Then one fateful day on the road to Damascus, Jesus himself confronted Saul and told him just how wrong he was, and the persecutor became a champion of what he once had cursed.
But did the church learn from this? Did it learn from Jesus’ parable? If it did, it soon forgot its lesson. Throughout Christian history there arose those who thought they could do God’s harvest work for him. Impatient for the judgment of God to show itself, they pushed God aside, and started ripping up what they thought were weeds. And how they damaged the wheat in the process! And how many young stalks of wheat were ripped up with the weeds! And how often has wheat been mistaken for weeds down through the years!
It is a sad history. The followers of Saint John the Beloved Disciple thought of themselves as the children of light, and cursed and condemned everyone else as the children of darkness. The church of the east and the church of the west excommunicated each other. The inquisition saw to the torture and murder of thousands it considered heretics. The Protestant reformers beheaded Roman Catholics, and the Roman Catholics burned Protestants at the stake.
So many weeds amidst so little wheat! And everyone thinking they knew best how to do God’s will, rushing to judgment when what God said was, “Judge not, lest ye be judged.”
It is a sad history, and it isn’t over. Even today, in spite of our Lord’s command in the Gospel, there are countless busy workers attempting to purify the church, ripping up what they think are weeds, and weakening the church instead of strengthening it. They may have appointed themselves the guardians of the “Global Anglican Future” but they are repeating the mistakes of a sorry past!
But thanks be to God that this is not our task here at Saint James Church, or in the real live Anglican Communion — you know, the one meets with the Archbishop of Canterbury instead of gathering separately against him! Our task is to remain faithful to our Lord in the knowledge that judgment rests with God, not us. Our task is to welcome all, not to determine who’s a weed and who’s a stalk of wheat. Our task is to grow and flourish, not concerned about whether our neighbor is of the wheat or weed persuasion — for who knows what they might think of us! It is our task to grow, and to bear fruit, and to leave the sorting at harvest time to God.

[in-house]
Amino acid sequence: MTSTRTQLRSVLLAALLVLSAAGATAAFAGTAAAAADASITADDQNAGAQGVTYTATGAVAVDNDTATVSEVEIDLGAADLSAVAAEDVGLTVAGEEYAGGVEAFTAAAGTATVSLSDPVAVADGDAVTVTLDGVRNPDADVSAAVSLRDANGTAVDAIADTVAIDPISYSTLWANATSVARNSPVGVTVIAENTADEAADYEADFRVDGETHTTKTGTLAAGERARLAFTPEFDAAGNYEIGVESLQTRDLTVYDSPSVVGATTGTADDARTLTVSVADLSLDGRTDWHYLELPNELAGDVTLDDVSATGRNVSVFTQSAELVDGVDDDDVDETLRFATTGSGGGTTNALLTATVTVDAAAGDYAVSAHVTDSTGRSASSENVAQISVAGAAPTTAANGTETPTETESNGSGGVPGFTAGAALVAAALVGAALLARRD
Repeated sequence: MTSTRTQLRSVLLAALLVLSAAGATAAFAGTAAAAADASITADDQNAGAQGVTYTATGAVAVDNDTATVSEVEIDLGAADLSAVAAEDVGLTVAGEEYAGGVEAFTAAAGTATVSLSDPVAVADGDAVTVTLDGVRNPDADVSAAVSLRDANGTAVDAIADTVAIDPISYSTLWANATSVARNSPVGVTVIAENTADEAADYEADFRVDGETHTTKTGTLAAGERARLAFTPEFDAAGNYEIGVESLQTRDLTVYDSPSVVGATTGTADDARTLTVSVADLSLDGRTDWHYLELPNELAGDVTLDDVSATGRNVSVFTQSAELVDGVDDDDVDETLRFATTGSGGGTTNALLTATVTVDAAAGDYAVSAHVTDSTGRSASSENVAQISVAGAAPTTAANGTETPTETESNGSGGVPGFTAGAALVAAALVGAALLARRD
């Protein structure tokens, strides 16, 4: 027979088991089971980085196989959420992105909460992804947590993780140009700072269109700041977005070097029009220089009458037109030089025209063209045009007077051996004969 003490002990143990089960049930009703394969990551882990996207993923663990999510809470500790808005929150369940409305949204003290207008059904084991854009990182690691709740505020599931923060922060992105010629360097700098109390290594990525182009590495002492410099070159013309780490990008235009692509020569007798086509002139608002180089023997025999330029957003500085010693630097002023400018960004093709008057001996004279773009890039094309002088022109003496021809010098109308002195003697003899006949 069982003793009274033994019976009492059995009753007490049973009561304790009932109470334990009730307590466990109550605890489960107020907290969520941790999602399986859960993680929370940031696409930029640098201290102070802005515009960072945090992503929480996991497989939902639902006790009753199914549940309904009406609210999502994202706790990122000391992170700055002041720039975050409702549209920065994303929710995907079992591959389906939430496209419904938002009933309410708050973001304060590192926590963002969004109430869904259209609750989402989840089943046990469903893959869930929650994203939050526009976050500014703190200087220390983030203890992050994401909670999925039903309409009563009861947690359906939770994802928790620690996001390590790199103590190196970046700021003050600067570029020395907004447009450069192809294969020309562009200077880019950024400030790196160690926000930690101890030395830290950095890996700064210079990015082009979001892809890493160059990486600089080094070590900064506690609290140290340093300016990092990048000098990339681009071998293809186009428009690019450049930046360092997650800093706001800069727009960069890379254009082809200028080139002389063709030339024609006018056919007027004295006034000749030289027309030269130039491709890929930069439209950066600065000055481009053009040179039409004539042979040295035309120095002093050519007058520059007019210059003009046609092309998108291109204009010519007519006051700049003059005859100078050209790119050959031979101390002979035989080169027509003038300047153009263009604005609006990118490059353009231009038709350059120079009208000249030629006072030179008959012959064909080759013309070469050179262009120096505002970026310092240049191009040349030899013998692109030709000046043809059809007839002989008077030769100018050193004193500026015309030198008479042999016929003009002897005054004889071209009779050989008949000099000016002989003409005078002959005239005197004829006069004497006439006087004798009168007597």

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There is an old story in Jewish tradition about the patriarch Abraham. He was, as you know, renowned for his hospitality. One evening as he was sitting by his tent, a very old man came walking down the road. Abraham immediately jumped up and invited him into his tent. He washed his feet and gave him wine and bread and meat. Abraham noticed that rather than saying the traditional blessing before eating, the old man started in right away, chewing the bread with his few good teeth and glugging the wine right down. Abraham was astonished, and asked him, “Don’t you give thanks to God before you eat?”
The old man answered, “Oh, I don’t believe in God. I’m a fire-worshiper.” This was too much for the pious patriarch Abraham, and he grabbed the old pagan fire-worshiper by both shoulders, hustled him out of his tent and pushed him off down the road. The old fire-worshiper shrugged and went on his way, still chewing the last mouthful of bread, as Abraham looked after him shaking his head and his fist, and clucking his tongue in disgust.
Later that evening God appeared to Abraham in a dream, and said to him, “Abraham.” Abraham answered, as always, “Here am I, Lord.” And God asked him, (knowing the answer of course), “Where is the old man who came to your tent this evening?” And Abraham said, “I sent him on his way because he does not worship you, O Holy One.” And God said softly, “I have put up with him for over eighty years. Could you not put up with him for one night?”
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God, we can be assured, knows weeds from wheat, and at harvest time will deal with both as he sees fit. Until then, let us be content to grow and flourish under his watchful eye, giving thanks for the opportunity he gives us to grow.+